Now I should mention that when this doctor’s office was set up, it was designed to be as paperless as possible. This meant that there would be no paper charts in the office, and every document related to a patient was stored in the EMR. A website was developed where new patients were directed for registering and reviewing the policies of the clinic. A high-speed scanner was installed to convert to a PDF form all documents that patients brought into the clinic, and an electronic fax was set up to convert all incoming documents to PDF files. All of this required staff who were familiar with working with such technology.  We thought it would be simple enough to teach anyone how to use all of this equipment and software, but this was not exactly the case.  We discovered that, while intellectual curiosity was a key human element required for excelling in this new world, such a characteristic was not present in our earlier workers.  Indeed, I remember it taking all day for these employees to complete tasks that are now completed in around 30-60 minutes by our newer staff.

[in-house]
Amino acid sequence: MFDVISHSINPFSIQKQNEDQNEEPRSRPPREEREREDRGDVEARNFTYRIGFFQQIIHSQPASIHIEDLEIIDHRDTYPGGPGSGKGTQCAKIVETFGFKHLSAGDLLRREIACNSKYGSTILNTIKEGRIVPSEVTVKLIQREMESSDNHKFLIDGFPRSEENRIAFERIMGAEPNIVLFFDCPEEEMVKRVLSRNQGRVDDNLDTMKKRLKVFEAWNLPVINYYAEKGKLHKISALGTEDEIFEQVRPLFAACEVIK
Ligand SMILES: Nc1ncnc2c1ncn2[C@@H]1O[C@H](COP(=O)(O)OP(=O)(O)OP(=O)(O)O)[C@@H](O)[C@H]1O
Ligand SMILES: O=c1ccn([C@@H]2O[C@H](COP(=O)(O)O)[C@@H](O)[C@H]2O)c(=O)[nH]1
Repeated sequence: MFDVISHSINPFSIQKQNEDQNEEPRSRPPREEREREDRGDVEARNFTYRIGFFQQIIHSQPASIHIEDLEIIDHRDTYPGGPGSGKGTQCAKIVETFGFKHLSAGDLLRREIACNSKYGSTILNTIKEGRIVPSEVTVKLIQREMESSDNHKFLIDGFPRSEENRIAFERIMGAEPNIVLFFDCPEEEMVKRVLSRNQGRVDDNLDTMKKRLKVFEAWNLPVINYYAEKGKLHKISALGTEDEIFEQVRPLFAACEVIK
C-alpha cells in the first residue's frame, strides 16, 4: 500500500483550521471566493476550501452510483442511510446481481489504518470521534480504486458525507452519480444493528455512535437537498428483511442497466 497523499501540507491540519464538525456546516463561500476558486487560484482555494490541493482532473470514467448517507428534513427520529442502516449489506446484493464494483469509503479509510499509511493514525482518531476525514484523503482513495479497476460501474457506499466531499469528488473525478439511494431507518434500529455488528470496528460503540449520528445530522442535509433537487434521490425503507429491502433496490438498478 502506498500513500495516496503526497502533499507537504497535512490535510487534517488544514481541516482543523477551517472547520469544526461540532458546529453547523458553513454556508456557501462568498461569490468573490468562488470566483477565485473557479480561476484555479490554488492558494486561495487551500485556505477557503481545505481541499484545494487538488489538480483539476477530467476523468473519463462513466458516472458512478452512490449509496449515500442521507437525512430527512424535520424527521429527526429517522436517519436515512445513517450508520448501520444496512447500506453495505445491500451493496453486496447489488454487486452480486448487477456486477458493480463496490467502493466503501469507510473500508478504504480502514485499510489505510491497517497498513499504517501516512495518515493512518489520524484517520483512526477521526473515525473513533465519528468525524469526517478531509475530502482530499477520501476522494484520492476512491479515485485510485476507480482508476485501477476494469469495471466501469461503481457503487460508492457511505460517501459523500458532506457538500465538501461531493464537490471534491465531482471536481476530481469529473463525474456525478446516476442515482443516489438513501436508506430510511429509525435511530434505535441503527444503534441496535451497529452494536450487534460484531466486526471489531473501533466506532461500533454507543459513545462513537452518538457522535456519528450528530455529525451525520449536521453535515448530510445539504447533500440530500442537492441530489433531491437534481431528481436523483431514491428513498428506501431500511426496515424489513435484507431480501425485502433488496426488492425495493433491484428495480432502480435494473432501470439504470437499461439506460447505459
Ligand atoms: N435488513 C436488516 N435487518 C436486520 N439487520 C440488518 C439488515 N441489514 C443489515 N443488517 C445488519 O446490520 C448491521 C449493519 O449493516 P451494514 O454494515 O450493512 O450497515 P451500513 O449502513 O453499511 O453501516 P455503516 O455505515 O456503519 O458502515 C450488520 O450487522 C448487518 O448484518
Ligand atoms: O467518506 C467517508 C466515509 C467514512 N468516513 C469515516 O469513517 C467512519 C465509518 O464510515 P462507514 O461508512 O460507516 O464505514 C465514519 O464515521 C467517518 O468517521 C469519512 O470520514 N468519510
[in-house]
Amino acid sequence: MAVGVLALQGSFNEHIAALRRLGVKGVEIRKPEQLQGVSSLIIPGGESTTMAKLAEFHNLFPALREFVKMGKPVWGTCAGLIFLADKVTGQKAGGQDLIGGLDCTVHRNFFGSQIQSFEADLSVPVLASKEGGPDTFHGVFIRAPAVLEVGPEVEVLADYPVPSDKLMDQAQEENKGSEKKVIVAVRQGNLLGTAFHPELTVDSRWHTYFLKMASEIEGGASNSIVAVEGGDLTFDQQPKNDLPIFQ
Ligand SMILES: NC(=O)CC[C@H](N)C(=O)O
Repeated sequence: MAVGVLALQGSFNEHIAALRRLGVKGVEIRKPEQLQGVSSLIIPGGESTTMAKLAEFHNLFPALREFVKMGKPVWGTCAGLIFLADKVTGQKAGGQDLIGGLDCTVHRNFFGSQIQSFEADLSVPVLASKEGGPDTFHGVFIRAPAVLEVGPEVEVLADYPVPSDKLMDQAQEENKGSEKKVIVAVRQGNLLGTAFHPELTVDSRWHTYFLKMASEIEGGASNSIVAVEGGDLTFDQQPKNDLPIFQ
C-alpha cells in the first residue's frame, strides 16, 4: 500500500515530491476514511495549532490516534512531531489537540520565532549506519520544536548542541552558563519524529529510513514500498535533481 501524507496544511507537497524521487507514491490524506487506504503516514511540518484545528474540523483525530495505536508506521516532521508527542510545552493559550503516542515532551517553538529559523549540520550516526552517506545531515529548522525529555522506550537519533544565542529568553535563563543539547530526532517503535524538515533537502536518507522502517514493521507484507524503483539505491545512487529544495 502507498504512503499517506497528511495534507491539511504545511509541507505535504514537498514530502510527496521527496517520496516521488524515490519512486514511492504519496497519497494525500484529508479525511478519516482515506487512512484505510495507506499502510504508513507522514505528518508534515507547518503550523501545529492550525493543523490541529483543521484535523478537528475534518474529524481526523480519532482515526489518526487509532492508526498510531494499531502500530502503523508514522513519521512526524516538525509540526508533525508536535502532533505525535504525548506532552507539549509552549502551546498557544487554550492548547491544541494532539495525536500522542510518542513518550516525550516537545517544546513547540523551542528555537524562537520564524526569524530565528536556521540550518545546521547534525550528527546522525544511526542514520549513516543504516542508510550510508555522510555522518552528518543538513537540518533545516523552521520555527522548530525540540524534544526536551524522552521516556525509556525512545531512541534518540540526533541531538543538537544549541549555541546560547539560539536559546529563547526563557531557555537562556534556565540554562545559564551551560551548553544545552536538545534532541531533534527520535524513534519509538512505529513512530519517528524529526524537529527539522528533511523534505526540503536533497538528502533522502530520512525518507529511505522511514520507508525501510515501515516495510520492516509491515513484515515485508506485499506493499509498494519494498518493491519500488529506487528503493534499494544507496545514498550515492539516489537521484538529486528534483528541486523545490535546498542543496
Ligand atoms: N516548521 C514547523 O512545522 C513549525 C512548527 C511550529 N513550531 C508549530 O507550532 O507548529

We went through several employees before we finally decided that we would hire future employees with the minimum of a college bachelor’s degree and pay them a higher wage. What we found in doing this was a different type of employee. The employees we have in the office now are skilled enough with technology and time management skills from their college and corporate work experience to perform efficiently. The employees who are paid a higher salary bring to the office better customer service abilities, more intellectual curiosity, better problem solving skills, and team playership skills. As much as we liked saving money on previous employees, the skill set bought with such money was simply insufficient for a technology-centered doctor’s office.

Now some critics will say that, in the end, I did not end up saving money with the adoption of an EMR because I paid higher salaries. I do not agree with this thought.  The higher motivation among our current employees, we estimate, has actually been able to cut our staffing needs by an additional full-time person.